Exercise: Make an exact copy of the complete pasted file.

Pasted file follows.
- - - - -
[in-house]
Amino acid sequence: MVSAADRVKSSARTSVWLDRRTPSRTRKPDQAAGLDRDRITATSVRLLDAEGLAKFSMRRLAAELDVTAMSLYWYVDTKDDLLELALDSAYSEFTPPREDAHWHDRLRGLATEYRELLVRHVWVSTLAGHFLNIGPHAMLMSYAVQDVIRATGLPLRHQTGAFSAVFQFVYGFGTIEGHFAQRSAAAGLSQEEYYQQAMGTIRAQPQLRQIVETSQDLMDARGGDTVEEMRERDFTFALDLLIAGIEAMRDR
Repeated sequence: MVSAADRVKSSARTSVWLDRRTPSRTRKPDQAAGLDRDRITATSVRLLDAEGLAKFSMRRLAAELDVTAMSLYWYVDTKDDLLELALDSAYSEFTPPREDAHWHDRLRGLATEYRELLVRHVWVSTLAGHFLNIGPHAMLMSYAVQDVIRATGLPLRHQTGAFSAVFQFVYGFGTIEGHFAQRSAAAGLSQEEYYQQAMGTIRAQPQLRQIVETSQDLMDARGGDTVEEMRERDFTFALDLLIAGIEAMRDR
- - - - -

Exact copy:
[in-house]
Amino acid sequence: MVSAADRVKSSARTSVWLDRRTPSRTRKPDQAAGLDRDRITATSVRLLDAEGLAKFSMRRLAAELDVTAMSLYWYVDTKDDLLELALDSAYSEFTPPREDAHWHDRLRGLATEYRELLVRHVWVSTLAGHFLNIGPHAMLMSYAVQDVIRATGLPLRHQTGAFSAVFQFVYGFGTIEGHFAQRSAAAGLSQEEYYQQAMGTIRAQPQLRQIVETSQDLMDARGGDTVEEMRERDFTFALDLLIAGIEAMRDR
Repeated sequence: MVSAADRVKSSARTSVWLDRRTPSRTRKPDQAAGLDRDRITATSVRLLDAEGLAKFSMRRLAAELDVTAMSLYWYVDTKDDLLELALDSAYSEFTPPREDAHWHDRLRGLATEYRELLVRHVWVSTLAGHFLNIGPHAMLMSYAVQDVIRATGLPLRHQTGAFSAVFQFVYGFGTIEGHFAQRSAAAGLSQEEYYQQAMGTIRAQPQLRQIVETSQDLMDARGGDTVEEMRERDFTFALDLLIAGIEAMRDR